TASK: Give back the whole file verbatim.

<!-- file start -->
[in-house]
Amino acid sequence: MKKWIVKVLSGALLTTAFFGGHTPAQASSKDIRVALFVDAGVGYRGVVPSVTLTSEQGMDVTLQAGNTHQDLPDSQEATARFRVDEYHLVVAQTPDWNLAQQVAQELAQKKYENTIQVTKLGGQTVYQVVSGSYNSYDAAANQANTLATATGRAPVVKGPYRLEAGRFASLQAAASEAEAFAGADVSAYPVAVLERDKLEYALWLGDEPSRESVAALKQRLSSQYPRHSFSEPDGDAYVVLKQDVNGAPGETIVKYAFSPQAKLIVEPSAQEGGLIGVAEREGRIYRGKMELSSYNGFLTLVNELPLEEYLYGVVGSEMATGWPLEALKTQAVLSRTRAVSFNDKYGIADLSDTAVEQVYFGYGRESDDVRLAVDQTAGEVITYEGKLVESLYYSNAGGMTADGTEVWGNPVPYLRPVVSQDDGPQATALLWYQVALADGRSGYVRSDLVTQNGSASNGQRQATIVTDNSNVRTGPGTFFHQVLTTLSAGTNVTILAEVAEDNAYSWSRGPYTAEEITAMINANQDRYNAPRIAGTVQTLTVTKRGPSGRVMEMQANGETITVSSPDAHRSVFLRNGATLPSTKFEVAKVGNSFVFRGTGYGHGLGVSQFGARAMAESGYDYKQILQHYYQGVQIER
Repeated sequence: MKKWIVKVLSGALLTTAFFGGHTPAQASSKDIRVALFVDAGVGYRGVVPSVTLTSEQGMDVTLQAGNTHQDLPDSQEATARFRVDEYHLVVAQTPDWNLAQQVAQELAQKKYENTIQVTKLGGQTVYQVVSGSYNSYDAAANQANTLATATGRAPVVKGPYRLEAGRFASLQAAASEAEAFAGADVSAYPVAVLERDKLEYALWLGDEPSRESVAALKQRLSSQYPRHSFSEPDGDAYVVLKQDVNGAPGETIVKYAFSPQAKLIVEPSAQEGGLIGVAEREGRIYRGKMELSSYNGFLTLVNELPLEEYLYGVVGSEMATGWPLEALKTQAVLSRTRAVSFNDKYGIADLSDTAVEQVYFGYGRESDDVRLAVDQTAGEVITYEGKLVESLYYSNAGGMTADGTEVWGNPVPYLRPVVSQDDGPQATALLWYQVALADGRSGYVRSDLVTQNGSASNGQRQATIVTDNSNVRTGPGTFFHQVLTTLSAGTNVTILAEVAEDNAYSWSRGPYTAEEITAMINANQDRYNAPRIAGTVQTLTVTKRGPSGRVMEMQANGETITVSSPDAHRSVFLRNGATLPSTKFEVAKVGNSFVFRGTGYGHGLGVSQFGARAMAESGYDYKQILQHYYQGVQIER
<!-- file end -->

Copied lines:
[in-house]
Amino acid sequence: MKKWIVKVLSGALLTTAFFGGHTPAQASSKDIRVALFVDAGVGYRGVVPSVTLTSEQGMDVTLQAGNTHQDLPDSQEATARFRVDEYHLVVAQTPDWNLAQQVAQELAQKKYENTIQVTKLGGQTVYQVVSGSYNSYDAAANQANTLATATGRAPVVKGPYRLEAGRFASLQAAASEAEAFAGADVSAYPVAVLERDKLEYALWLGDEPSRESVAALKQRLSSQYPRHSFSEPDGDAYVVLKQDVNGAPGETIVKYAFSPQAKLIVEPSAQEGGLIGVAEREGRIYRGKMELSSYNGFLTLVNELPLEEYLYGVVGSEMATGWPLEALKTQAVLSRTRAVSFNDKYGIADLSDTAVEQVYFGYGRESDDVRLAVDQTAGEVITYEGKLVESLYYSNAGGMTADGTEVWGNPVPYLRPVVSQDDGPQATALLWYQVALADGRSGYVRSDLVTQNGSASNGQRQATIVTDNSNVRTGPGTFFHQVLTTLSAGTNVTILAEVAEDNAYSWSRGPYTAEEITAMINANQDRYNAPRIAGTVQTLTVTKRGPSGRVMEMQANGETITVSSPDAHRSVFLRNGATLPSTKFEVAKVGNSFVFRGTGYGHGLGVSQFGARAMAESGYDYKQILQHYYQGVQIER
Repeated sequence: MKKWIVKVLSGALLTTAFFGGHTPAQASSKDIRVALFVDAGVGYRGVVPSVTLTSEQGMDVTLQAGNTHQDLPDSQEATARFRVDEYHLVVAQTPDWNLAQQVAQELAQKKYENTIQVTKLGGQTVYQVVSGSYNSYDAAANQANTLATATGRAPVVKGPYRLEAGRFASLQAAASEAEAFAGADVSAYPVAVLERDKLEYALWLGDEPSRESVAALKQRLSSQYPRHSFSEPDGDAYVVLKQDVNGAPGETIVKYAFSPQAKLIVEPSAQEGGLIGVAEREGRIYRGKMELSSYNGFLTLVNELPLEEYLYGVVGSEMATGWPLEALKTQAVLSRTRAVSFNDKYGIADLSDTAVEQVYFGYGRESDDVRLAVDQTAGEVITYEGKLVESLYYSNAGGMTADGTEVWGNPVPYLRPVVSQDDGPQATALLWYQVALADGRSGYVRSDLVTQNGSASNGQRQATIVTDNSNVRTGPGTFFHQVLTTLSAGTNVTILAEVAEDNAYSWSRGPYTAEEITAMINANQDRYNAPRIAGTVQTLTVTKRGPSGRVMEMQANGETITVSSPDAHRSVFLRNGATLPSTKFEVAKVGNSFVFRGTGYGHGLGVSQFGARAMAESGYDYKQILQHYYQGVQIER